But a panel set up by President Olusegun Obasanjo to look into the matter dsimissed most of the accounts by the police and recommended Mr Danjuma and his men for trial. The five officers and eight other witnesses testified before the panel that Mr Ibrahim, the most senior of the accused officers, allegedly ordered the killings.
Accordingly, all the officers were immediately placed on suspension by the police authorities. But twelve years later, two of the officers were convicted and sentenced to death, but the FCT High Court presiding judge, Ishaq Bello, said there was no evidence to convict Mr Danjuma and two others.
In November, 2017, the police confirmed to a newspaper that Mr Danjuma had been reinstated but said the reinstatement was approved by the Police Service Commission, which relied on the judgment of the FCT High Court that freed him after finding him not culpable. Mr Danjuma’s rank was restored, his accumulated salaries from June 2005, were also paid with plans to send him on a refresher course, a police memo published by another digital news channel showed. In December 2018, he was promoted from the rank of Deputy Commissioner of Police (DCP) to the rank of Commissioner of Police. A few days after, the then Inspector General of Police (IGP), Ibrahim Idris decorated Mr Danjuma with his new rank of Assistant Inspector General of Police (AIG).
Expectedly, family members of some of the deceased persons protested the perceived injustice. One of the family members lamented, “I am highly disappointed with the way the federal government and the judiciary system of Nigeria has treated the Apo six case,” Elvis Ozor, brother to one of the deceased said. He described Mr Danjuma’s reinstatement and ‘speedy’ promotion by the police as a classic case of injustice and abuse of law…After all the facts that were gotten from the panel of inquiry indicting this same man, at the end of the day, justice was not delivered and as if that is not enough this man was reinstated and even promoted to the rank of AIG…He was paid all his salaries up to date while we the family of the deceased is yet to be paid compensations from the government directly. We are disappointed. This shows that there is nothing like one Nigeria, it’s a camouflage statement. We are being neglected,” he said.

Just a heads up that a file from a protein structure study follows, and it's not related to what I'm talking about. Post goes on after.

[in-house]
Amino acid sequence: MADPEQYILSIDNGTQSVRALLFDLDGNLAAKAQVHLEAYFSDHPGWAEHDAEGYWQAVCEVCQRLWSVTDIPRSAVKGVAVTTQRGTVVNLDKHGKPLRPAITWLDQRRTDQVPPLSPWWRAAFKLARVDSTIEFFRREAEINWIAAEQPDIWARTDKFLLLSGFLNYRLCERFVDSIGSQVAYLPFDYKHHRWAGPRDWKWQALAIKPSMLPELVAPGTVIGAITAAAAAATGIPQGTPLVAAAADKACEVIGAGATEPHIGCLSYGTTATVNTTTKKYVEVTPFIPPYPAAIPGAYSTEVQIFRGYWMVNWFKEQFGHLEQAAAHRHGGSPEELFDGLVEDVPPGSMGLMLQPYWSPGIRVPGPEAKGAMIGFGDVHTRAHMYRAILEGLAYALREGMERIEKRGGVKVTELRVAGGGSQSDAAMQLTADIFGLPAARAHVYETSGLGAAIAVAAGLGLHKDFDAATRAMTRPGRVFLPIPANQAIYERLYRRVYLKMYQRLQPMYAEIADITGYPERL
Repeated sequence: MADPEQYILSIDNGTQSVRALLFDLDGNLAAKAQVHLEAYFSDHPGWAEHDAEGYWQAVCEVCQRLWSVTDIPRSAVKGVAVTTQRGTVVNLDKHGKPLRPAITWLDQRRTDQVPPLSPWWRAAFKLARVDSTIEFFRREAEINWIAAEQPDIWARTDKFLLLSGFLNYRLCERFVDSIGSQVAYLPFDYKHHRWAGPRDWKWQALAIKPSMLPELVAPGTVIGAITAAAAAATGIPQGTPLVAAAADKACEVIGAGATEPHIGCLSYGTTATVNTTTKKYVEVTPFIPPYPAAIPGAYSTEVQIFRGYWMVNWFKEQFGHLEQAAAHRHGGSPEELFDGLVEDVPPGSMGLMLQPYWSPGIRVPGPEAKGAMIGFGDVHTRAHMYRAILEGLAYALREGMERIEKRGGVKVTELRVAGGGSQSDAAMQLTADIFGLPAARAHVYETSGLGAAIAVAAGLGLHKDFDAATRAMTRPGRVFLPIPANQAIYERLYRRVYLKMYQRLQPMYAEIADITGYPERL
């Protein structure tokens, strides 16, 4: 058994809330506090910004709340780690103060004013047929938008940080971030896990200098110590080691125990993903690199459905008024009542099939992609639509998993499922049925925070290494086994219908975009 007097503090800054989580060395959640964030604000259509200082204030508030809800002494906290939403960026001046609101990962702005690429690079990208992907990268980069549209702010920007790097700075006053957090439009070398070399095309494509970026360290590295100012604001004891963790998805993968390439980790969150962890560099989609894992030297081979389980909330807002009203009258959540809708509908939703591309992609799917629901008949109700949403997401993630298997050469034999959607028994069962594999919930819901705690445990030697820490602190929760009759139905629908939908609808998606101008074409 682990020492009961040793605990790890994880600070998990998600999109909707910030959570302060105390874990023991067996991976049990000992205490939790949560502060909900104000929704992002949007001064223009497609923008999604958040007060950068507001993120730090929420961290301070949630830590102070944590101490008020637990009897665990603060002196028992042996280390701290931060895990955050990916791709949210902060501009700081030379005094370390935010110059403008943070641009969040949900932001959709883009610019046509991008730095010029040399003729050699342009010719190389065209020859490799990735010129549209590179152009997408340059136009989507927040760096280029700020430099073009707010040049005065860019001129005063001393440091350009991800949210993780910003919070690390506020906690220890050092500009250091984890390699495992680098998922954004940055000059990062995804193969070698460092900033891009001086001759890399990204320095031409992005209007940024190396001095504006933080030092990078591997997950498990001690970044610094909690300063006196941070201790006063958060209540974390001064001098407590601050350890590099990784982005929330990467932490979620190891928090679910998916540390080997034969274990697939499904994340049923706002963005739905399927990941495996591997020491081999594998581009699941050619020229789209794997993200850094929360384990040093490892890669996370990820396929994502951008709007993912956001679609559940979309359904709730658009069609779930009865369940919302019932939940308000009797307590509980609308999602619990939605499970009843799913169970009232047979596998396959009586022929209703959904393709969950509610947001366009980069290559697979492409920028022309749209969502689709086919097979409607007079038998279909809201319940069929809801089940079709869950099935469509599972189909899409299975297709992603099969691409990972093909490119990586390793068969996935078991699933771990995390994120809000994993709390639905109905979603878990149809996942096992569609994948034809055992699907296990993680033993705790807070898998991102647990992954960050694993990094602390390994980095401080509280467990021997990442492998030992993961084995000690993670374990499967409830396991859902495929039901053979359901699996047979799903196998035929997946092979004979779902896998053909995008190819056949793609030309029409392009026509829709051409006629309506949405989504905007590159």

How can six people commit a crime and they only sentenced two, leaving the main pillar of the case, Ibrahim Danjuma?” Monica Arebu, the mother of the only female victim queried…Now I hear he has been reinstated and promoted. This is unfair,” she added. Mrs Arebu said all efforts geared towards appealing the judgment has been “slowed down by legal processes”. The March 9, judgment by the FCT High Court on the matter can be appealed but it is only the Attorney-General of the Federation, Abubakar Malami, that can either appeal the ruling or issue an ‘extended fiat’ to another lawyer to go ahead with the appeal. Till the present, AGF Malami has not appealed the ruling. These details about the police force are necessary to understand what shapes perception about police operations in the country.
Besides, have we forgotten the gory tales that led to the #EndSARS protests, which threatened peace and security of the nation? How many police officers have been punished from the 2017-2020 #EndSARS revelations? Has the president fulfilled his promises to the youth he claimed he heard ‘loud and clear’ on their #End SARS 2020 simple demands including robust funding and restructuring of the police force? Are the police not back on the beats all over the country, especially in Lagos extorting the helpless and hapless road users under the guise of checking vehicle documents? Has the president responded to the governors of the federation’s demand for state police to manage security challenges?
Let’s, therefore, not weep for and about Officer Kyari. Let’s not ask for whom the bell tolls. The bell tolls for all of us to fight a good fight for electronic transmission of clean results in 2023.
That is the only opportunity we can seize to have the police force we deserve. Even if we wade through the provisions of December 22, 1931 Extradition Treaty we have with the United States and Extradition Modification Order, 2014, Extradition Act Proceedings) Rules, 2015 and the AGF Malami succeeds in getting a court extradition order to get Kyari to face trial in the United States, that won’t affect police operations in Nigeria. Only a political will to reform and fund the police service will. It is certain that the current leadership in Nigeria isn’t ready for such radical changes in the operations of internal security in Nigeria. Weep, not for Kyari. Weep for the broken system that has produced him.